Football: Bhutan and Nepal kick off qualifying hike to Russia

Football: Bhutan and Nepal kick off qualifying hike to Russia
In this photograph taken on September 4, 2013, Maldives football player Ali Asfaq (C) vies with Bhutanese opponents Pema (L) and Chencho during the SAFF Championship football match in Kathmandu. The tiny Himalayan kingdom of Bhutan begins its first ever World Cup qualifying campaign March 12, 2015 on the balmy shores of the Indian Ocean.

The long road to Russia 2018 kicks off in the outposts of Asia on Thursday with the world's worst international team, Bhutan, making their World Cup qualifying debut and eyeing a first win of any sorts since 2008.

The small Himalayan nation, ranked last of the 209 teams in FIFA's rankings, face Sri Lanka in steamy Colombo on Thursday before the return match next week at home. "It is a momentous occasion," Bhutan Football Federation president Ugyen Tsechup Dorji told BBC World Football. "Sri Lanka is a team that is not way, way beyond the quality level of football that is being played in Bhutan. It will depend on that particular day, how our boys perform, and we are hopeful." Bhutan have only three wins to their name - against Afghanistan, Montserrat and Guam - and were beaten 5-2 by Sri Lanka in their last international match at the 2013 South Asian Football Championships in Kathmandu.

Bhutan's squad of semi-professionals warmed up for the crunch clash with a training camp in Thailand to prepare themselves for the hot conditions they will face in Sri Lanka.

Dorji said his side, once tonked 20-0 by Kuwait in an Asian Cup qualifier in 2000, were unconcerned about the world's worst team tag and the lack of fixtures did not mean the sport was being neglected. "We are not bothered by the FIFA rankings. In reality, the teams that are 160, 170, 180 right up to 207, 208 you really don't need to win games to improve your FIFA ranking," he said. "But Bhutan, we have made a very conscious decision... to try and improve the youth and grassroots programs rather than to send our teams outside the country to participate to play championships and matches so that our FIFA ranking is at a higher level." The inclusion of Bhutan mean it is the first time all 209 FIFA members have attempted to qualify for a World Cup, the world governing body said.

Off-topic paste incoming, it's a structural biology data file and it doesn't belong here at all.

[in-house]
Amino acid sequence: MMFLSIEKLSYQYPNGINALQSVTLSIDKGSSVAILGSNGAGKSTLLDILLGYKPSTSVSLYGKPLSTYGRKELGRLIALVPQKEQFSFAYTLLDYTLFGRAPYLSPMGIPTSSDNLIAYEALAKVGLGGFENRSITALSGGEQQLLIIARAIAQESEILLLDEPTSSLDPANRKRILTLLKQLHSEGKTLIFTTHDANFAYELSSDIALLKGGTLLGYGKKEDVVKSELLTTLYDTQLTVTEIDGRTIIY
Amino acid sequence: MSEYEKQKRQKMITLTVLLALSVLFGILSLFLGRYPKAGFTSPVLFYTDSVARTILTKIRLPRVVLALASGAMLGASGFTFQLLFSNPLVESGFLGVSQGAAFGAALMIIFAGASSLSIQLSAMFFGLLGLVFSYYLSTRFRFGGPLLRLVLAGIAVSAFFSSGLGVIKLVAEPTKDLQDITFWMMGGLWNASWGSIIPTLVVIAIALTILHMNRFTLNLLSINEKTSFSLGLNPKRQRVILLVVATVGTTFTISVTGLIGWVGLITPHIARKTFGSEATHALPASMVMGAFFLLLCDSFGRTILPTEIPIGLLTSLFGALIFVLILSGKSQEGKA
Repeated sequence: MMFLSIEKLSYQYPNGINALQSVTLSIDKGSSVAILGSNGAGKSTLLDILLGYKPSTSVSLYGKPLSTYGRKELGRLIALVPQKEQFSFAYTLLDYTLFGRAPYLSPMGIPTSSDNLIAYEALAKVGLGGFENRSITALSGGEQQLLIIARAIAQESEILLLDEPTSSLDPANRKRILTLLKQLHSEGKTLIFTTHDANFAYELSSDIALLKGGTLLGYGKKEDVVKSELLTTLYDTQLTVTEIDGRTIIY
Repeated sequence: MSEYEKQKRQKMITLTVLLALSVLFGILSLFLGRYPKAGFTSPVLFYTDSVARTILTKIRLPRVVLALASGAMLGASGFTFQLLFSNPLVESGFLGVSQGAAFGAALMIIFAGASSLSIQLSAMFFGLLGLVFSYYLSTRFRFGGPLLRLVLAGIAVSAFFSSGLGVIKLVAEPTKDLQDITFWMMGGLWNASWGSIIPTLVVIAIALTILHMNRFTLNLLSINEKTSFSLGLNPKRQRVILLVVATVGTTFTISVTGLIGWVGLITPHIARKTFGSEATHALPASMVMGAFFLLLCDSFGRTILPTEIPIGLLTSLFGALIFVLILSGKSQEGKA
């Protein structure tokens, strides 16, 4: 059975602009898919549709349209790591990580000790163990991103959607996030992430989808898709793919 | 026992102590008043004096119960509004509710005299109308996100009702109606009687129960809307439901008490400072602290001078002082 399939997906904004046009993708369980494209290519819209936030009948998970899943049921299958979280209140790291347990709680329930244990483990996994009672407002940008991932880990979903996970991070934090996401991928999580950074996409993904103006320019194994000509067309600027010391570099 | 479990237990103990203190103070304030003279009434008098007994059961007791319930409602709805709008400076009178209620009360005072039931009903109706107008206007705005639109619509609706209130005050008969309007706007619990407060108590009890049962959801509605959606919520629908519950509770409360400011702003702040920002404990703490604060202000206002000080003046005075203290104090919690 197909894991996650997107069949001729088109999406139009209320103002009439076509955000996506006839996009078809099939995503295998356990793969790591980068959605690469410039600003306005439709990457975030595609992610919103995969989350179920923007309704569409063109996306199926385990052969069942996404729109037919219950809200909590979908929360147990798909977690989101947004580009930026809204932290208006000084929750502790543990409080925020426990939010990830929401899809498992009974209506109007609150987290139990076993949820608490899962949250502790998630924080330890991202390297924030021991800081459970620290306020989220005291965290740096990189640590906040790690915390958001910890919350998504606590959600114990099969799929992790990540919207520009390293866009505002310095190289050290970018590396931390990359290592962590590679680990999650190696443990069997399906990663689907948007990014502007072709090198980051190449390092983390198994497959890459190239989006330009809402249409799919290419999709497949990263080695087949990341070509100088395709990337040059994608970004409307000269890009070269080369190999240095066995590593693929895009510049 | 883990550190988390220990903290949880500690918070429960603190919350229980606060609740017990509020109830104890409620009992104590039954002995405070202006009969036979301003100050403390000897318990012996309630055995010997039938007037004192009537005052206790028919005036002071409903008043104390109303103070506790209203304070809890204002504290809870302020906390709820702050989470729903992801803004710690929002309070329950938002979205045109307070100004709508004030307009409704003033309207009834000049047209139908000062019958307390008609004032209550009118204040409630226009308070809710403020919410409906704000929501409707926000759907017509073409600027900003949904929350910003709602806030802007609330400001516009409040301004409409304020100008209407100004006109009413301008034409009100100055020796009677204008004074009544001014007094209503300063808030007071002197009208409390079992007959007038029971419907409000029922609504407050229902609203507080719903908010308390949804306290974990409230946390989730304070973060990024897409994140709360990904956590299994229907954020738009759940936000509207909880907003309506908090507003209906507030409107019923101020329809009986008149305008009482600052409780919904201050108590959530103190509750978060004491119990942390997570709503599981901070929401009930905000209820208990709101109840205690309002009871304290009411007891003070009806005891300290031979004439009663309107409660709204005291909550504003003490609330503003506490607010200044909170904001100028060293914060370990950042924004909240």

A shock victory for Bhutan's side, filled with mainly office workers who earn on average around $60-$70 a month for playing football, would take them through to the second round where the likes of Asian champions Australia, Japan and Iran enter the draw.

Also playing on Tuesday are Bhutan's neighbours India, who host Nepal with the lengthy qualifying process also determining the teams that will play at the 2019 Asian Cup.

Long dubbed the sleeping giants of world football, India have recalled Englishman Stephen Constantine as coach and although Russia will be a step too far they do hold hope of making the 24-team Asian Cup. "It's an absolute must for India to win this game, and that's what we'll try and do," the former Nepal coach told reporters last week.

India and Pakistan, who play away to Yemen on Thursday, are the best ranked sides taking part in this first stage of qualifying at joint 171st in the FIFA table.

Elsewhere, East Timor host Mongolia, Taiwan face Brunei and the gambling enclave of Macau travel to play Cambodia.

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